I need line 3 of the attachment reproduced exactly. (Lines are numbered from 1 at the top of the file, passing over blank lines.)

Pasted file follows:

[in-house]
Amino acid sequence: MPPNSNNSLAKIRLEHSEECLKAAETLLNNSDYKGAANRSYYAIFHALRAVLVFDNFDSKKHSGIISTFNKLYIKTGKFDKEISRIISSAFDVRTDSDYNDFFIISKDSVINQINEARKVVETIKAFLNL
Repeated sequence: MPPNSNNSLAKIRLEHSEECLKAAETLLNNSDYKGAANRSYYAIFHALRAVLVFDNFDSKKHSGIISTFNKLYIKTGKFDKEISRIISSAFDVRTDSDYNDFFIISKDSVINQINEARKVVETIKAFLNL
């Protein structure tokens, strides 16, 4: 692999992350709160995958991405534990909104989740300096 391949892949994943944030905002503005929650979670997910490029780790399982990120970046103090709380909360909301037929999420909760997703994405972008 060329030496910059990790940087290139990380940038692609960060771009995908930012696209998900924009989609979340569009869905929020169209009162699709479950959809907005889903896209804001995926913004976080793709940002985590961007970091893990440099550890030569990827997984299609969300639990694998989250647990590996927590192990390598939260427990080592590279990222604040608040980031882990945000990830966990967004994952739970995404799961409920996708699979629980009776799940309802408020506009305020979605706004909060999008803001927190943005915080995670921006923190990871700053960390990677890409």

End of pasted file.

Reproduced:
Repeated sequence: MPPNSNNSLAKIRLEHSEECLKAAETLLNNSDYKGAANRSYYAIFHALRAVLVFDNFDSKKHSGIISTFNKLYIKTGKFDKEISRIISSAFDVRTDSDYNDFFIISKDSVINQINEARKVVETIKAFLNL